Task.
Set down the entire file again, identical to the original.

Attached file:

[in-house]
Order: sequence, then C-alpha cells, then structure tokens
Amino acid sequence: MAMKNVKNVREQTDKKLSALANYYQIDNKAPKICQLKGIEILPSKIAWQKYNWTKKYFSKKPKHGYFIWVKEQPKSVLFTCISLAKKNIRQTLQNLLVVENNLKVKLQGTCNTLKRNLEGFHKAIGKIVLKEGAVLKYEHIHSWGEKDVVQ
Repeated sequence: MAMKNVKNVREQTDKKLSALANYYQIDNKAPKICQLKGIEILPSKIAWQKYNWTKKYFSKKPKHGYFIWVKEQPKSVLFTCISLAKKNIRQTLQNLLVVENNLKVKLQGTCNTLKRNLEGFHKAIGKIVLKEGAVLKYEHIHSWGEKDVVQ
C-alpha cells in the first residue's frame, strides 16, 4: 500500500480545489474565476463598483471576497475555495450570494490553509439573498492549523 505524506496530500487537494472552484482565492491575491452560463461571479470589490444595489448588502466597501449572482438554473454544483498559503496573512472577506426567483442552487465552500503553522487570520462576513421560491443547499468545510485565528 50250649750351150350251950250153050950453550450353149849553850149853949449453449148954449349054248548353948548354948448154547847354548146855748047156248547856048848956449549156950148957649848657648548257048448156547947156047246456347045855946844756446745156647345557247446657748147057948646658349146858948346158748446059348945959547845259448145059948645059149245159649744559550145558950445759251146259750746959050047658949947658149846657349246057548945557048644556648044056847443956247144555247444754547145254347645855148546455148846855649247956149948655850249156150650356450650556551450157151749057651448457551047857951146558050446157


[in-house]
Order: sequence, then C-alpha cells, then structure tokens
Amino acid sequence: MAMKNVKNVREQTDKKLSALANYYQIDNKAPKICQLKGIEILPSKIAWQKYNWTKKYFSKKPKHGYFIWVKEQPKSVLFTCISLAKKNIRQTLQNLLVVENNLKVKLQGTCNTLKRNLEGFHKAIGKIVLKEGAVLKYEHIHSWGEKDVVQ
Repeated sequence: MAMKNVKNVREQTDKKLSALANYYQIDNKAPKICQLKGIEILPSKIAWQKYNWTKKYFSKKPKHGYFIWVKEQPKSVLFTCISLAKKNIRQTLQNLLVVENNLKVKLQGTCNTLKRNLEGFHKAIGKIVLKEGAVLKYEHIHSWGEKDVVQ
C-alpha cells in the first residue's frame, strides 16, 4: 500500500480545489474565476463598483471576497475555495450570494490553509439573498492549523 505524506496530500487537494472552484482565492491575491452560463461571479470589490444595489448588502466597501449572482438554473454544483498559503496573512472577506426567483442552487465552500503553522487570520462576513421560491443547499468545510485565528 50250649750351150350251950250153050950453550450353149849553850149853949449453449148954449349054248548353948548354948448154547847354548146855748047156248547856048848956449549156950148957649848657648548257048448156547947156047246456347045855946844756446745156647345557247446657748147057948646658349146858948346158748446059348945959547845259448145059948645059149245159649744559550145558950445759251146259750746959050047658949947658149846657349246057548945557048644556648044056847443956247144555247444754547145254347645855148546455148846855649247956149948655850249156150650356450650556551450157151749057651448457551047857951146558050446157